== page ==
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  4. I love the picture of your mother. She might not look happy but she does look glamorous. Eillene's dress is beautiful and looks so professional. Your father sounds like quite a character.
    I'm not too interested in hats but I had a really nice milliner neighbor in Echo Park (L.A.).
    Glad you're back- I assume you are.
    Barbara

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    1. Mother needed one more whiskey before the shutter clicked...she would have smiled then, I hope.

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  5. I always enjoy how we each wander off in such interesting branches from Alan's theme....quite lovely long white gowns too!

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  6. I love the party dresses of the 50s. My mother was an excellent seamstress, so I didn't have to be. I did learn and did sew, but when Momma died, I gave up sewing because I needed her to help me figure out what I did wrong. My first sewing project in Home Ec was a v-neck vest of beige corduroy. Don't be jealous.

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  7. How wonderful to have such a talented mother who could sew neatly by hand. I had a perfect mental picture of her surrounded by clouds of chiffon as she beavered away at her creations.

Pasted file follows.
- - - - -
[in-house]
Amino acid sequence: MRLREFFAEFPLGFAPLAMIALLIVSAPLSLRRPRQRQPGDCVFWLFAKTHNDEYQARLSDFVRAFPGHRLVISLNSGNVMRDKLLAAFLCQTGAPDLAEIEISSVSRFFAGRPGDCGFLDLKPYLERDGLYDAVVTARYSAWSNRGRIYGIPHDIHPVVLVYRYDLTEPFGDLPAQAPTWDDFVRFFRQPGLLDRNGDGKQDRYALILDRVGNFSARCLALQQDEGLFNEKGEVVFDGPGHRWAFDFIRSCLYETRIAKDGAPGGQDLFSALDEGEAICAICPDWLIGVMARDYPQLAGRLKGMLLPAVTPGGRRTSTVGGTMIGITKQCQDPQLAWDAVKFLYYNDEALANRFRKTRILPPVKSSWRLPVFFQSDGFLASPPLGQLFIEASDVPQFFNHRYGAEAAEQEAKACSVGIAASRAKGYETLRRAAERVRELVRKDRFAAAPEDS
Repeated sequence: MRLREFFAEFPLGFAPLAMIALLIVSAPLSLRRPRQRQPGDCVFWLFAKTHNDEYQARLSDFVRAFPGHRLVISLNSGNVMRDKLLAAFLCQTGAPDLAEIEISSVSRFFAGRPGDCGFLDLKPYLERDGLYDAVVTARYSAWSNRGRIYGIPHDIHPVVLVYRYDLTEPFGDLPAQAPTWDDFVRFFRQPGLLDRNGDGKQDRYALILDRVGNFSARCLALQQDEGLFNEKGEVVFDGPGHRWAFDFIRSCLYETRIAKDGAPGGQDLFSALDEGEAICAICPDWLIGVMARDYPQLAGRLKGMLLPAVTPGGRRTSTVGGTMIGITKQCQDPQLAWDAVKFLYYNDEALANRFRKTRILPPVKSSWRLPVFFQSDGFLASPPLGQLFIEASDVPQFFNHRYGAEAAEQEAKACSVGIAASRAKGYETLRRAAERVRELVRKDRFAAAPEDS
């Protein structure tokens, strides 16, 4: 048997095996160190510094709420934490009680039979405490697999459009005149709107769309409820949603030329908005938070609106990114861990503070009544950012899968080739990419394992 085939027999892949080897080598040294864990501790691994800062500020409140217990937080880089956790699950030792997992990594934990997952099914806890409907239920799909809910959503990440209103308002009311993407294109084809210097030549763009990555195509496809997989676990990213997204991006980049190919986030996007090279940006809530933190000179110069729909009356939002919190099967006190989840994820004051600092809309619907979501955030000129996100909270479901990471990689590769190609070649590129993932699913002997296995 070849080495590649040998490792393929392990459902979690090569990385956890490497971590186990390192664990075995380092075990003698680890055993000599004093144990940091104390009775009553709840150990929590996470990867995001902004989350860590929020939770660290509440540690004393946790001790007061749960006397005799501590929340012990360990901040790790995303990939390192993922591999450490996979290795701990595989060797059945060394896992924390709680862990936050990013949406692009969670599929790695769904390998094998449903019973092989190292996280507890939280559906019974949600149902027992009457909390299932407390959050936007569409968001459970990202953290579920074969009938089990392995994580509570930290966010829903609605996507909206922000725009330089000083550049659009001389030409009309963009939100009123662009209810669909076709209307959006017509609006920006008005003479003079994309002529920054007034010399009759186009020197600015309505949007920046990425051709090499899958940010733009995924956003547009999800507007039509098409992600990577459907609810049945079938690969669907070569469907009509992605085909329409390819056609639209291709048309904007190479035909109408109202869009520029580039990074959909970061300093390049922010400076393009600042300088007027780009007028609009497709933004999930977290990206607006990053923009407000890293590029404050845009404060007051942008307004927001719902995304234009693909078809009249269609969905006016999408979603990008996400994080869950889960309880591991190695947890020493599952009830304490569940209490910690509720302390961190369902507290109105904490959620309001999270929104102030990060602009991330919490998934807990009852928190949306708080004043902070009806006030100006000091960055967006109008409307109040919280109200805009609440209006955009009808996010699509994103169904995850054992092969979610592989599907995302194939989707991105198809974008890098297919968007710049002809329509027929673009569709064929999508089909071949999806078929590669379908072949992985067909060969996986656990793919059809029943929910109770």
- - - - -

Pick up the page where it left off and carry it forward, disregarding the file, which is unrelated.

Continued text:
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    1. Our house was small...you could barely move in all that fabric.

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  8. Great post. The back stories behind the photos always improve the original image. I wish I could reclaim "ear duty" too.

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  9. ear duty. What a lovely phrase. I must try that out on my children So and so, it's your turn to come and do ear duty. Come and have lunch with me !! A most entertaining post.

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  10. Love your mother's gloves. So elegant. Will be using ear duty as a phrase from now on. Thanks for that. :)

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  11. A long white dress! Now why didn't I think of that.